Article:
Burmese Harp - Criterion Collection (2007) Japan
Burmese Harp -  Criterion Collection Image Cover
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Director:Kon Ichikawa
Studio:Criterion
Producer:Masayuki Takaki
Writer:Natto Wada
Rating:4.5 (35 votes)
Rated:Unrated
Date Added:2010-02-22
ASIN:B000M2E3FY
UPC:0715515022729
Price:$29.95
Genre:Art House & International
Release:2007-03-13
Duration:116
Aspect Ratio:1.33:1
Languages:Japanese
Subtitles:English
Features:Black and White
Custom 1:012
Kon Ichikawa  ...  (Director)
Natto Wada  ...  (Writer)
 
Rentarô Mikuni  ...  
Shôji Yasui  ...  
Tatsuya Mihashi  ...  
Jun Hamamura  ...  
Taketoshi Naitô  ...  
Minoru Yokoyama  ...  Cinematographer
Masanori Tsujii  ...  Editor
Tags: Buddhism Drama Asia Course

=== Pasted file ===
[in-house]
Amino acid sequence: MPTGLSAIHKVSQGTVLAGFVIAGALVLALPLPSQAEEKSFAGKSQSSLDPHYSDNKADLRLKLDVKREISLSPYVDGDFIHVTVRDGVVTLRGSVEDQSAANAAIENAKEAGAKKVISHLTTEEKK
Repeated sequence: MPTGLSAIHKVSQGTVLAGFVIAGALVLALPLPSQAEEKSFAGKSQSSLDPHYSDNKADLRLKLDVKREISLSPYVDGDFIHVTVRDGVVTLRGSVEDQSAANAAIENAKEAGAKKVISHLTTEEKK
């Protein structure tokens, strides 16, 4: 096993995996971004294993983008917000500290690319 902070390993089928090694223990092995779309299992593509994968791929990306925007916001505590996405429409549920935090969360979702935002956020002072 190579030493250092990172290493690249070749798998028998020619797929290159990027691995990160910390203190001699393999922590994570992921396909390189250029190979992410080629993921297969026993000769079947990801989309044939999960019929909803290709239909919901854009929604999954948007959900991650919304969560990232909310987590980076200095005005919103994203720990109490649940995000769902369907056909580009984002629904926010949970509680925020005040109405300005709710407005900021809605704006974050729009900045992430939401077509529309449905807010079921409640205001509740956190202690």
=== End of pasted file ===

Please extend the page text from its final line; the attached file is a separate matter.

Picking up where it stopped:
Summary: Kon Ichikawa's Buddhist tale of peace, "The Burmese Harp", is universally relevant in various eras and cultures, although it comments specifically on the destruction of Burma during World War II. Based on the novel by Michio Takeyama, "The Burmese Harp" stars a Japanese platoon stationed in Burma whose choir skills are inspired by their star musician, Private Mizushima (Rentaro Mikuni), who strums his harp to cheer the homesick soldiers. As the troop surrenders to the British and is interred in Mudon prison camp, Mizushima escapes to be faced with not only his imminent death, but also the deaths of thousands of other soldiers and civilians. Relinquishing his life as a military man, Mizushima retreats into a life of Buddhist prayer, dedicating himself to healing a wounded country. Filmed in black and white, strong visual contrasts heighten the divide between peace, war, life, and death in this highly symbolic film. Scenes in which the Japanese soldiers urge opposing forces to sing with them portray military men regardless of alliance as emotionally sensitive. Showing the humanistic aspects of war, such as the male bonding that occurs between soldiers, doesn't justify war as much as deepens its tragedy. This release includes interviews with the director and with Mikuni, further contextualizing its place in Japanese cinema. "The Burmese Harp", with its lessons in compassion and selflessness, is so transformative that viewing it feels somewhat akin to a religious experience. "--Trinie Dalton"